This is partly because of his arguments. He has been bearish about stocks for a while, which irritates those who have been enjoying a protracted rally. But other stock market bears remain popular.
The issue is that Smithers does not hide his disdain for what he calls “stockbroker economics”. His regular weekly reports, always ineffably logical with numbered paragraph flowing from numbered paragraph, drip with contempt for arguments from the City.
There’s a summit in Europe this weekend that was intended to improve economic policy coordination among the countries. That would boost the currency and make for an easier resolution of the financial crisis there. But now it looks like the summit isn’t going to amount to much, and pessimists think this will make it difficult to preserve the euro as a continent-wide currency. A subscription might be required for this preview in The Wall Street Journal, but it is worth a read. The sources for the story say Germany put a stop to coordinating policies, fearing that the result would be Germans bailing out banks in other countries.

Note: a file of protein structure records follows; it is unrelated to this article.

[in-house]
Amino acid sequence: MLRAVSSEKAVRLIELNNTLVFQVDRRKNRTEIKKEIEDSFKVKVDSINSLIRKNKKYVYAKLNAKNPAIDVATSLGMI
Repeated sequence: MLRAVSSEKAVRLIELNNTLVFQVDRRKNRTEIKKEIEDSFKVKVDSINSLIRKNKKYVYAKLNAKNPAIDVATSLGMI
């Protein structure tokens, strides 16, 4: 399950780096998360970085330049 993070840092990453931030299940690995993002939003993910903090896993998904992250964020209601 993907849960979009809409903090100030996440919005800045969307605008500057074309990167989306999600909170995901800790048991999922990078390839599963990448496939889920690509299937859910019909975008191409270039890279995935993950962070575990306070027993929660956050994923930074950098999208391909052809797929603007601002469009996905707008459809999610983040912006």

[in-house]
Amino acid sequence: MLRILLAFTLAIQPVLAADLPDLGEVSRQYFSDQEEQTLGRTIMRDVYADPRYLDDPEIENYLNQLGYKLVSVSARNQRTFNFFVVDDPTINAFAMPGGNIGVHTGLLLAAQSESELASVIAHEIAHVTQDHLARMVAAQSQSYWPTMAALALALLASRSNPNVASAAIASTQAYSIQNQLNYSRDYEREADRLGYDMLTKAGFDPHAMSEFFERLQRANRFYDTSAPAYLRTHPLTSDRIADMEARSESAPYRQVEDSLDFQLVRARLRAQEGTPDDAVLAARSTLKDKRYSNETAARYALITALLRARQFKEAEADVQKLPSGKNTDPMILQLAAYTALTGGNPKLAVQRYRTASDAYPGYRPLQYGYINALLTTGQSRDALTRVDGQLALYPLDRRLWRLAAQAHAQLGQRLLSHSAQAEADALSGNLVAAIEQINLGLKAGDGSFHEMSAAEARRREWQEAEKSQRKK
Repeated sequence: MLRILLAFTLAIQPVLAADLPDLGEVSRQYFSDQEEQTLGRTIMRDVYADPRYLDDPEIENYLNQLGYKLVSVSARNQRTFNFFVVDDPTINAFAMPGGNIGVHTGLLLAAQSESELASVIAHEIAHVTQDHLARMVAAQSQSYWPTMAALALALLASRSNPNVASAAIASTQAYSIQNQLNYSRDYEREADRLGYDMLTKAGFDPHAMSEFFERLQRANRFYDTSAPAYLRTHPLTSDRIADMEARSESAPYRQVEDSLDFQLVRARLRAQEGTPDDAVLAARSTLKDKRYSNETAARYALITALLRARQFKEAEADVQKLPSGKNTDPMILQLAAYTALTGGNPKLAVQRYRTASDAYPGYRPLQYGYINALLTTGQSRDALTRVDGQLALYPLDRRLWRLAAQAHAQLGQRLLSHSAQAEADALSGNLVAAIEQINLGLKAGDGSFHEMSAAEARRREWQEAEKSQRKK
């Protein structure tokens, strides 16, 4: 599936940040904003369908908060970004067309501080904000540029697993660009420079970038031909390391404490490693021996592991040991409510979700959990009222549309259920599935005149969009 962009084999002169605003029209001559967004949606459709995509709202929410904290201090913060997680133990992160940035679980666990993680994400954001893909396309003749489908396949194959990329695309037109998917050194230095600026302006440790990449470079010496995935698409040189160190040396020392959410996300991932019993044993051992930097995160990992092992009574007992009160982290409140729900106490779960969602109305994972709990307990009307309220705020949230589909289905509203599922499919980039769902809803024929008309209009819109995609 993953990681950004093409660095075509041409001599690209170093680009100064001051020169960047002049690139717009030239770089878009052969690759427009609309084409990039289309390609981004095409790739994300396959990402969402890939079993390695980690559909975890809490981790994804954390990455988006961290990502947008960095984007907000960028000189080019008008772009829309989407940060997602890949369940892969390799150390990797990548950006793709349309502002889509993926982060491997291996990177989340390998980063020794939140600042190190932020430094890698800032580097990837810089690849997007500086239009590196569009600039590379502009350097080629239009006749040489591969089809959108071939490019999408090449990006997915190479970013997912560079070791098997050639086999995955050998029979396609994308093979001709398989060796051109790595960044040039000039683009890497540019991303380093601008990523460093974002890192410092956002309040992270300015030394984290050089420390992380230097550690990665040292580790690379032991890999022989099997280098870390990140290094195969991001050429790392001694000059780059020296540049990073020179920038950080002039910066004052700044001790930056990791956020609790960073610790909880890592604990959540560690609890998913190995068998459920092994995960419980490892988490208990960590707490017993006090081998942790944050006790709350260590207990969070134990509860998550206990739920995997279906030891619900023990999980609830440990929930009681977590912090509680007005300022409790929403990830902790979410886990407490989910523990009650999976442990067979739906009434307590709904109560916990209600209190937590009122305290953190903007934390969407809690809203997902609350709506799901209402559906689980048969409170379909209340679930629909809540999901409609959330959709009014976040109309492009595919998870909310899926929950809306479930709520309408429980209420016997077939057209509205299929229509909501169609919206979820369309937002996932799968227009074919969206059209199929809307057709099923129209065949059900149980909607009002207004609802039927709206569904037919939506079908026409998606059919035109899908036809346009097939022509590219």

A failure to achieve the initial goals of the summit and to adopt a plan proposed by EU staffers doesn’t mean the pessimists are right. The euro and economic union still can survive. But countries with fiscal problems or banking problems will have to negotiate terms with countries such as Germany each time a bailout is needed instead of working with a few regulators. The failure also means crises are more likely in some of the countries.